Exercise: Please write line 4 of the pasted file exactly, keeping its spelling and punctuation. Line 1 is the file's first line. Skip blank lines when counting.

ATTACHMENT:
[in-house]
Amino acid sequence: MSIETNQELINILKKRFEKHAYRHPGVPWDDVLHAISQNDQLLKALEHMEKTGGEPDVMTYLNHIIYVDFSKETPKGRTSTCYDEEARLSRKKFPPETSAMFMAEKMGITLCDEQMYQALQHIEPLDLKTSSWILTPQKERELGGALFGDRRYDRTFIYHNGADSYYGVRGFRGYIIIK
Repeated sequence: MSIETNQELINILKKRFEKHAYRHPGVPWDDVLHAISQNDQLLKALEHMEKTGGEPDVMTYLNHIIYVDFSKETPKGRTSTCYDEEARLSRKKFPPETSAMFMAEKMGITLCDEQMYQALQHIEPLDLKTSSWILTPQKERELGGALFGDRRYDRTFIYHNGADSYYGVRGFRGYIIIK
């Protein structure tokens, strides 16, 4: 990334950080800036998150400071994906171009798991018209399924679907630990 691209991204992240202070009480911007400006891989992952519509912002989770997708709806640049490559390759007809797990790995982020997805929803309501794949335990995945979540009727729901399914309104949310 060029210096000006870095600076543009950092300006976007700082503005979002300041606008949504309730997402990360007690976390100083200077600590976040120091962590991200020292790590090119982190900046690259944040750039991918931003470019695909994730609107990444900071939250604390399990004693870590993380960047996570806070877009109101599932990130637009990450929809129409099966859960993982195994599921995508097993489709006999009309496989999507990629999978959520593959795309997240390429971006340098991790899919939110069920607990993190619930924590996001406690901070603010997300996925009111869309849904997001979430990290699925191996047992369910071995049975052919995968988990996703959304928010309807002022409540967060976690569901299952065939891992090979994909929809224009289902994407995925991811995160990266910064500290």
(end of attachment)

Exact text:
């Protein structure tokens, strides 16, 4: 990334950080800036998150400071994906171009798991018209399924679907630990 691209991204992240202070009480911007400006891989992952519509912002989770997708709806640049490559390759007809797990790995982020997805929803309501794949335990995945979540009727729901399914309104949310 060029210096000006870095600076543009950092300006976007700082503005979002300041606008949504309730997402990360007690976390100083200077600590976040120091962590991200020292790590090119982190900046690259944040750039991918931003470019695909994730609107990444900071939250604390399990004693870590993380960047996570806070877009109101599932990130637009990450929809129409099966859960993982195994599921995508097993489709006999009309496989999507990629999978959520593959795309997240390429971006340098991790899919939110069920607990993190619930924590996001406690901070603010997300996925009111869309849904997001979430990290699925191996047992369910071995049975052919995968988990996703959304928010309807002022409540967060976690569901299952065939891992090979994909929809224009289902994407995925991811995160990266910064500290």